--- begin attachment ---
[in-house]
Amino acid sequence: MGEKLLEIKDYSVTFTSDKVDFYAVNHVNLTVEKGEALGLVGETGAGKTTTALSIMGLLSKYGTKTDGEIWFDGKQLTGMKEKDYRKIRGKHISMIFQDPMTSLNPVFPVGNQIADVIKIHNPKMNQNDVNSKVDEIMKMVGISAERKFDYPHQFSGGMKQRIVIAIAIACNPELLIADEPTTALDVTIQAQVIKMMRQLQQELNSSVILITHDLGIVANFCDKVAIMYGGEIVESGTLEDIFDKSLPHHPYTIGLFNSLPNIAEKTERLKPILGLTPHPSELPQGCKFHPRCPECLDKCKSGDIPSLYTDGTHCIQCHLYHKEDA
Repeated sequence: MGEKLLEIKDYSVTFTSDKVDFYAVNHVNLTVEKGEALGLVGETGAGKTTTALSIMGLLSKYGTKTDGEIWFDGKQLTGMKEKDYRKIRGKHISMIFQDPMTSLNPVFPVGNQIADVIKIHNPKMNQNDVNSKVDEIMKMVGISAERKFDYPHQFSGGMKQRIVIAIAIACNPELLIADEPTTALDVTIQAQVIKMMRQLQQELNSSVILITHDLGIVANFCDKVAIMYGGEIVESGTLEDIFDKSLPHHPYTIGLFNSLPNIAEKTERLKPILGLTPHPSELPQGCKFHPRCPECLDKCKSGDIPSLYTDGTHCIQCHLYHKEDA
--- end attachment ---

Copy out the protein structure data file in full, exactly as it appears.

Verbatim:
[in-house]
Amino acid sequence: MGEKLLEIKDYSVTFTSDKVDFYAVNHVNLTVEKGEALGLVGETGAGKTTTALSIMGLLSKYGTKTDGEIWFDGKQLTGMKEKDYRKIRGKHISMIFQDPMTSLNPVFPVGNQIADVIKIHNPKMNQNDVNSKVDEIMKMVGISAERKFDYPHQFSGGMKQRIVIAIAIACNPELLIADEPTTALDVTIQAQVIKMMRQLQQELNSSVILITHDLGIVANFCDKVAIMYGGEIVESGTLEDIFDKSLPHHPYTIGLFNSLPNIAEKTERLKPILGLTPHPSELPQGCKFHPRCPECLDKCKSGDIPSLYTDGTHCIQCHLYHKEDA
Repeated sequence: MGEKLLEIKDYSVTFTSDKVDFYAVNHVNLTVEKGEALGLVGETGAGKTTTALSIMGLLSKYGTKTDGEIWFDGKQLTGMKEKDYRKIRGKHISMIFQDPMTSLNPVFPVGNQIADVIKIHNPKMNQNDVNSKVDEIMKMVGISAERKFDYPHQFSGGMKQRIVIAIAIACNPELLIADEPTTALDVTIQAQVIKMMRQLQQELNSSVILITHDLGIVANFCDKVAIMYGGEIVESGTLEDIFDKSLPHHPYTIGLFNSLPNIAEKTERLKPILGLTPHPSELPQGCKFHPRCPECLDKCKSGDIPSLYTDGTHCIQCHLYHKEDA